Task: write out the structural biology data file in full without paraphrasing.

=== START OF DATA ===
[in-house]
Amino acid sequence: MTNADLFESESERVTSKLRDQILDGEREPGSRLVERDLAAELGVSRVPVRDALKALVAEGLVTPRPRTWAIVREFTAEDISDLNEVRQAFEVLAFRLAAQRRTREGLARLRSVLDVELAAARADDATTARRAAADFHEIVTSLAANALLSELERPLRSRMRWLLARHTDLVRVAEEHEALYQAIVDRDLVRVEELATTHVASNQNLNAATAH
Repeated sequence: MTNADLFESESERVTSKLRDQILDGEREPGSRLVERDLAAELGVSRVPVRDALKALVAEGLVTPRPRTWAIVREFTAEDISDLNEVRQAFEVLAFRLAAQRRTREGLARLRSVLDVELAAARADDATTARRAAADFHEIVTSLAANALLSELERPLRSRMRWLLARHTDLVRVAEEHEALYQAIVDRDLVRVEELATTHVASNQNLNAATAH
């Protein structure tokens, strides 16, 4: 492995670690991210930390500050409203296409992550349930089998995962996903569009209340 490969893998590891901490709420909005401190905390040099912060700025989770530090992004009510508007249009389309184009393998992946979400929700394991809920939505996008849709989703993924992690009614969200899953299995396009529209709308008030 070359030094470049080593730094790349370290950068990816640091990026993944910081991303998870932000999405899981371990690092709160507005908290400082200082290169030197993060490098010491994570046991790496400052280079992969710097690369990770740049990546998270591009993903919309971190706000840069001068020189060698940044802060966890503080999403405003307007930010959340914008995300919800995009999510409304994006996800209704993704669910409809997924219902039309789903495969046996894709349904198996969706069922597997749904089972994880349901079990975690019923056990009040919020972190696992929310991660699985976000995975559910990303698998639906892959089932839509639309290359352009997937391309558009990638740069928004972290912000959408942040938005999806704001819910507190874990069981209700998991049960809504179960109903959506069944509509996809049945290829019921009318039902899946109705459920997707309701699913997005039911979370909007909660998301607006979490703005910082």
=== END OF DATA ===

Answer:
[in-house]
Amino acid sequence: MTNADLFESESERVTSKLRDQILDGEREPGSRLVERDLAAELGVSRVPVRDALKALVAEGLVTPRPRTWAIVREFTAEDISDLNEVRQAFEVLAFRLAAQRRTREGLARLRSVLDVELAAARADDATTARRAAADFHEIVTSLAANALLSELERPLRSRMRWLLARHTDLVRVAEEHEALYQAIVDRDLVRVEELATTHVASNQNLNAATAH
Repeated sequence: MTNADLFESESERVTSKLRDQILDGEREPGSRLVERDLAAELGVSRVPVRDALKALVAEGLVTPRPRTWAIVREFTAEDISDLNEVRQAFEVLAFRLAAQRRTREGLARLRSVLDVELAAARADDATTARRAAADFHEIVTSLAANALLSELERPLRSRMRWLLARHTDLVRVAEEHEALYQAIVDRDLVRVEELATTHVASNQNLNAATAH
């Protein structure tokens, strides 16, 4: 492995670690991210930390500050409203296409992550349930089998995962996903569009209340 490969893998590891901490709420909005401190905390040099912060700025989770530090992004009510508007249009389309184009393998992946979400929700394991809920939505996008849709989703993924992690009614969200899953299995396009529209709308008030 070359030094470049080593730094790349370290950068990816640091990026993944910081991303998870932000999405899981371990690092709160507005908290400082200082290169030197993060490098010491994570046991790496400052280079992969710097690369990770740049990546998270591009993903919309971190706000840069001068020189060698940044802060966890503080999403405003307007930010959340914008995300919800995009999510409304994006996800209704993704669910409809997924219902039309789903495969046996894709349904198996969706069922597997749904089972994880349901079990975690019923056990009040919020972190696992929310991660699985976000995975559910990303698998639906892959089932839509639309290359352009997937391309558009990638740069928004972290912000959408942040938005999806704001819910507190874990069981209700998991049960809504179960109903959506069944509509996809049945290829019921009318039902899946109705459920997707309701699913997005039911979370909007909660998301607006979490703005910082």